Kevin Judd who is now making his own wines – Greywacke

Taking the leap from employee to owner of vineyards, a winery and a brand is a massive step, so Kevin turned for help to his previous colleagues, James Healy and Ivan Sutherland, who used to be winemaker and viticulturalist respectively at Cloudy Bay. They too had become tired of corporate life and so set up their own winery Dog Point. When I first visited Dog Point I was surprised just how small it was. No money had been wasted on the buildings, they looked pretty much like a few sheds, but the equipment and barrels were top-of-the-range.

Several years on the place looks very professional, there are more bays, extensive storage facilities and when I visited just before harvest, there was a feeling of excitement as the grapes were just about to arrive. I have previously described Dog Point as the Cloudy Bay Retirement Home, but I was wrong. These two guys, James and Ivan are in no way retired, just getting on with a second career.

Ivan Sutherland (right) and James Healy of Dog Point, definitely not retired, just relaxed.

Kevin Judd makes his wines at Dog Point, harvesting grapes early in the day to get to one of the presses first. He has also made good use of his long-time connection with Ivan whose family own extensive vineyards in Marlborough. He sources some of his grapes from the vineyards he has been using for years. He also buys in from other growers, but his latest acquisition is a 2-hectare hillside site of vines. Half is planted to Pinot Noir, some to Chardonnay, and clearly he will be following organic principles with this vineyard. There is a plateau at the top of the hill. ‘Is that for your winery,’ I asked? ‘No, One day I’ll build a house there, with an art gallery behind.’ Kevin is not just a terrific winemaker; he is also a very talented photographer with several exhibitions and books to his name.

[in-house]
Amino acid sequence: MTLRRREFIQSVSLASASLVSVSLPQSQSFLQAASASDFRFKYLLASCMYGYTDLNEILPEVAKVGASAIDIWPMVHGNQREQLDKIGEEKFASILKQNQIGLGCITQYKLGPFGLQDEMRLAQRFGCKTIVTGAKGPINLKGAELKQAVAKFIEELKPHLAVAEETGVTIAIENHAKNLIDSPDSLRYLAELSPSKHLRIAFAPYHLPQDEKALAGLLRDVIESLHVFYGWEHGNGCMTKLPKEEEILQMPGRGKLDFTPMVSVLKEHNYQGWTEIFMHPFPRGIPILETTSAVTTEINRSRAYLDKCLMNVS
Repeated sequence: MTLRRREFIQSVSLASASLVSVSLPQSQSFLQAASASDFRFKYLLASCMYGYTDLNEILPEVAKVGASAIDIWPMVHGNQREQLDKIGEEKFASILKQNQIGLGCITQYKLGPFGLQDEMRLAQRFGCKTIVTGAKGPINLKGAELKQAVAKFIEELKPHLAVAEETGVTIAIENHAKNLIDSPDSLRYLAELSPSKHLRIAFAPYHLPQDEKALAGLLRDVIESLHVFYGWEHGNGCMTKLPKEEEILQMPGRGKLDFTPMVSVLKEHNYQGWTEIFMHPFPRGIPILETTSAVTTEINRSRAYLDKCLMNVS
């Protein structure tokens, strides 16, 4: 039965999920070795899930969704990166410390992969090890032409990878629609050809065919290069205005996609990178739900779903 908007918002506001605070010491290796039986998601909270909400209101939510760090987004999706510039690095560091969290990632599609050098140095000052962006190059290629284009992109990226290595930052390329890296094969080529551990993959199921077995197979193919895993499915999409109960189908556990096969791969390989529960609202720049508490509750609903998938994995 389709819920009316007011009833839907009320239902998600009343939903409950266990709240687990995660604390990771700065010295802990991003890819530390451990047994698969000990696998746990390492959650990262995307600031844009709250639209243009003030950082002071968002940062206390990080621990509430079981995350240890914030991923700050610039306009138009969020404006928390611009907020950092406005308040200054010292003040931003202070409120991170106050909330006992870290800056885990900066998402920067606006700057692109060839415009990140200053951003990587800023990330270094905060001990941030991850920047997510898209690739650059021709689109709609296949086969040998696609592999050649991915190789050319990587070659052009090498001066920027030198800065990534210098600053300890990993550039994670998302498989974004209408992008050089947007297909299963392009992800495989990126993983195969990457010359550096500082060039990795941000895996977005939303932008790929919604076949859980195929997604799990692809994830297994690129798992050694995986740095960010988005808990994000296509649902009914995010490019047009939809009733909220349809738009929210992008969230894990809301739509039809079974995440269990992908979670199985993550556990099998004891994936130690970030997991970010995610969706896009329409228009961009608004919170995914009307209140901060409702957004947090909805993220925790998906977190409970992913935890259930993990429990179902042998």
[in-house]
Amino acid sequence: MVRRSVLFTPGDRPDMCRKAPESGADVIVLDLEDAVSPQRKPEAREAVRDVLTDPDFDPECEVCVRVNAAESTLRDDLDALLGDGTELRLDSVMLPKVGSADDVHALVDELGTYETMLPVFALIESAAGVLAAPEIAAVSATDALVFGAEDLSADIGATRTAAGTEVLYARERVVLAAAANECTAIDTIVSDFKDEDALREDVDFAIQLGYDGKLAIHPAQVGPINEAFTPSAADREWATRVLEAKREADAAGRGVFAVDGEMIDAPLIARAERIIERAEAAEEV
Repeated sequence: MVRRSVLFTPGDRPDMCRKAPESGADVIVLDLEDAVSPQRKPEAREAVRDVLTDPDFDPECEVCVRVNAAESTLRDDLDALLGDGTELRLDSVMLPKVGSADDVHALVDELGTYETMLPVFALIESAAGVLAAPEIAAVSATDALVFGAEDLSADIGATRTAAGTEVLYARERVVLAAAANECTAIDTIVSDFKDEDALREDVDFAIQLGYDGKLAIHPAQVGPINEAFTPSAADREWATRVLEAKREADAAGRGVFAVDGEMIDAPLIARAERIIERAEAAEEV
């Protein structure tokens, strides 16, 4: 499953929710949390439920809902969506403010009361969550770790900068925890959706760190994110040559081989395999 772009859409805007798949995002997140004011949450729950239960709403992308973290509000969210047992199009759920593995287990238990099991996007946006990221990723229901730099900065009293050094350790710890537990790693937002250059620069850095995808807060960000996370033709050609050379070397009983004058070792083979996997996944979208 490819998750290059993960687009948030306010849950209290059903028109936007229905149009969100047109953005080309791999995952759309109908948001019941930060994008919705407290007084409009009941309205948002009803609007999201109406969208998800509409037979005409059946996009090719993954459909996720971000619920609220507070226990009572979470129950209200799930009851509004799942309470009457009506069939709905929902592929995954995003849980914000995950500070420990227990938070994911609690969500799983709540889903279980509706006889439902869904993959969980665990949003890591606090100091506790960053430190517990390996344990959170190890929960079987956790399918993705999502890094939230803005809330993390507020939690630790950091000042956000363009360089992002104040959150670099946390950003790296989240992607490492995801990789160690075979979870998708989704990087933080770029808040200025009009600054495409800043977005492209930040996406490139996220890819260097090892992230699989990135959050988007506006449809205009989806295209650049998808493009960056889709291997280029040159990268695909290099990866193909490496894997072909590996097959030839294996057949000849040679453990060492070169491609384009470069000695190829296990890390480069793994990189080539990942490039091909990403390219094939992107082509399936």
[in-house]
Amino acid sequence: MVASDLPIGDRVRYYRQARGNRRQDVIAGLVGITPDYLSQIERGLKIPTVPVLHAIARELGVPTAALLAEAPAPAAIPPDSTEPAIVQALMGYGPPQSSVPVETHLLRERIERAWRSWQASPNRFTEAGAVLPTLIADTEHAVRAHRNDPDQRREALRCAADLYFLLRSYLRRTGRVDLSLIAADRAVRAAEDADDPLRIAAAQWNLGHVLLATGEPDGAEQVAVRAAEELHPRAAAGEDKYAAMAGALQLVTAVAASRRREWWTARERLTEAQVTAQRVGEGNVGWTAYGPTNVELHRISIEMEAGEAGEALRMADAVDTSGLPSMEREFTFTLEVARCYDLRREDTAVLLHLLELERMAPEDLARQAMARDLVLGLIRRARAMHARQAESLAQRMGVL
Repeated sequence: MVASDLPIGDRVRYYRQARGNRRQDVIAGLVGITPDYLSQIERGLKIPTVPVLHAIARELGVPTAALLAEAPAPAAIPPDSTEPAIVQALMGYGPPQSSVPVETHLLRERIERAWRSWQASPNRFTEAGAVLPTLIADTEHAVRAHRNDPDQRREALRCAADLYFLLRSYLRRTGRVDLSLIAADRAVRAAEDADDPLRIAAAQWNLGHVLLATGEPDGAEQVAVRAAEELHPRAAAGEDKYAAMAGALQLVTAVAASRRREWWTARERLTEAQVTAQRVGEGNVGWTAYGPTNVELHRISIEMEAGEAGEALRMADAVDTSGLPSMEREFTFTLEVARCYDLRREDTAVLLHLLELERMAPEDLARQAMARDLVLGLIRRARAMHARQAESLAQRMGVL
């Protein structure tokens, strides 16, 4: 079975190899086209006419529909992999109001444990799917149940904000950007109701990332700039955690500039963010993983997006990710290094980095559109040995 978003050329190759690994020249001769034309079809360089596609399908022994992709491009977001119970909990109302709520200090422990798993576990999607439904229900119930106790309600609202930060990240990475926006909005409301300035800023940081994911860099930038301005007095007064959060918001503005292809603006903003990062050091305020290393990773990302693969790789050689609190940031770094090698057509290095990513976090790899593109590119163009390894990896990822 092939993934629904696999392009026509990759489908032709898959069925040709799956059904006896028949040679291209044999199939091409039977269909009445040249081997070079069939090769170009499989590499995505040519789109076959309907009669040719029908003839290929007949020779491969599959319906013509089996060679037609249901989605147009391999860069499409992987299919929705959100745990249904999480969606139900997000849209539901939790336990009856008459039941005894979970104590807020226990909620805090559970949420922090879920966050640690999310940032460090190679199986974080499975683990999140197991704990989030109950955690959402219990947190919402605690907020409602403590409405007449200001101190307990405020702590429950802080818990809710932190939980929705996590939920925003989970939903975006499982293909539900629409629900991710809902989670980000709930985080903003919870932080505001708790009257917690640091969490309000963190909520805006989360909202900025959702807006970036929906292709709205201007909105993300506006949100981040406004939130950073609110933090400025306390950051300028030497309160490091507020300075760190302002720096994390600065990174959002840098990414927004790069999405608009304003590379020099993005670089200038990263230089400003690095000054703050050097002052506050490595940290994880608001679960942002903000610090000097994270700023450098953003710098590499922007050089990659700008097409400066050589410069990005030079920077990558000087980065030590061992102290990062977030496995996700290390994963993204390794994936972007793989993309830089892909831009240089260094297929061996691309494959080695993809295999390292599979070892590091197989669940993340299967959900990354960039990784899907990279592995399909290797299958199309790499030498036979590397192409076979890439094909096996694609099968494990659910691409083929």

Sauvignon Blanc grapes, ripe and ready for harvest

 

The two brands, Greywacke and Dog Point are totally different, despite being made in the same winery. They each have the hand of the winemaker steering the flavours to the style they want to make. Here are my favourites.

Greywacke Sauvignon Blanc 2016, Halifax Wine Co., £16.95